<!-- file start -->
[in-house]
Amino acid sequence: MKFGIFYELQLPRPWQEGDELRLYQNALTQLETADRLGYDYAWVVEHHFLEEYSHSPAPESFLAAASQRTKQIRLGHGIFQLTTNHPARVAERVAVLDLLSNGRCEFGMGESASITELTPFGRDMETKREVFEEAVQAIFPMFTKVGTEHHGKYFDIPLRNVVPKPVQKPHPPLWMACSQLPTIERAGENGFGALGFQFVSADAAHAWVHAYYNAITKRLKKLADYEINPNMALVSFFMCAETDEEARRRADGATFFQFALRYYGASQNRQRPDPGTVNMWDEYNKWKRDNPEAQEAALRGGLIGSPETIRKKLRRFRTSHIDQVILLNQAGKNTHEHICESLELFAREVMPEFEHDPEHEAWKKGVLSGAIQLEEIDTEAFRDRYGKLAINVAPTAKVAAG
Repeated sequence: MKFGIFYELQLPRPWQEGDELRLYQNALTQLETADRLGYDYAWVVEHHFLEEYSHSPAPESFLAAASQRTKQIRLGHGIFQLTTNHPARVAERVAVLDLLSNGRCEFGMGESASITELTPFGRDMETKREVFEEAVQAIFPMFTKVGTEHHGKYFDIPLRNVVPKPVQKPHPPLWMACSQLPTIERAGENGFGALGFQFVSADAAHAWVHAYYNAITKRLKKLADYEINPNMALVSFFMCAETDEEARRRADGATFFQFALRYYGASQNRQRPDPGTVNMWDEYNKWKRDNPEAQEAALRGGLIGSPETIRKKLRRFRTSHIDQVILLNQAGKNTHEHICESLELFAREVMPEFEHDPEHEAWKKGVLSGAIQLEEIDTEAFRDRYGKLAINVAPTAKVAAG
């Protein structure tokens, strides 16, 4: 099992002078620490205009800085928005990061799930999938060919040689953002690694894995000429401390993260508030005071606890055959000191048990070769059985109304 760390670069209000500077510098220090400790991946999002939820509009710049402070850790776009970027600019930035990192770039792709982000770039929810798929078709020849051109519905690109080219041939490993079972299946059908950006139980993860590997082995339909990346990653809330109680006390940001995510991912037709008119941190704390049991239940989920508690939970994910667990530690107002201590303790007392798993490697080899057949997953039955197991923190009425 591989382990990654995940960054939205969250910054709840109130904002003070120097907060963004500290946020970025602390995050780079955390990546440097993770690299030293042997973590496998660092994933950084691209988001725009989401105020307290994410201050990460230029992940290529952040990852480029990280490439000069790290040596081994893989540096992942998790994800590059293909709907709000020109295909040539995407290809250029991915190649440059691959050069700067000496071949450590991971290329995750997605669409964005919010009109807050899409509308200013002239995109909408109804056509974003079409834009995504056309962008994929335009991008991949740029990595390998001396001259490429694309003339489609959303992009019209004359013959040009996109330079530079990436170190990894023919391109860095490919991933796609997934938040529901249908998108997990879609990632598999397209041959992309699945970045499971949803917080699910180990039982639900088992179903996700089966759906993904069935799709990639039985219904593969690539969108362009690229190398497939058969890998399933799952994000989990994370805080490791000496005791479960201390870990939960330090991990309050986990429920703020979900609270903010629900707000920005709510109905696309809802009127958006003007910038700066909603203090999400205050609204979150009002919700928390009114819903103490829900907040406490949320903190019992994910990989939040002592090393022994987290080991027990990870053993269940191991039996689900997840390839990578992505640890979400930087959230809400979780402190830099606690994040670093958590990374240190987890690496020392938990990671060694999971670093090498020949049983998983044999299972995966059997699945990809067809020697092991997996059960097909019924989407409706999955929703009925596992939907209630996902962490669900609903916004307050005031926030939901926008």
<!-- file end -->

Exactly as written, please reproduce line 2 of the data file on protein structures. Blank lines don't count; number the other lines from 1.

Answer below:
Amino acid sequence: MKFGIFYELQLPRPWQEGDELRLYQNALTQLETADRLGYDYAWVVEHHFLEEYSHSPAPESFLAAASQRTKQIRLGHGIFQLTTNHPARVAERVAVLDLLSNGRCEFGMGESASITELTPFGRDMETKREVFEEAVQAIFPMFTKVGTEHHGKYFDIPLRNVVPKPVQKPHPPLWMACSQLPTIERAGENGFGALGFQFVSADAAHAWVHAYYNAITKRLKKLADYEINPNMALVSFFMCAETDEEARRRADGATFFQFALRYYGASQNRQRPDPGTVNMWDEYNKWKRDNPEAQEAALRGGLIGSPETIRKKLRRFRTSHIDQVILLNQAGKNTHEHICESLELFAREVMPEFEHDPEHEAWKKGVLSGAIQLEEIDTEAFRDRYGKLAINVAPTAKVAAG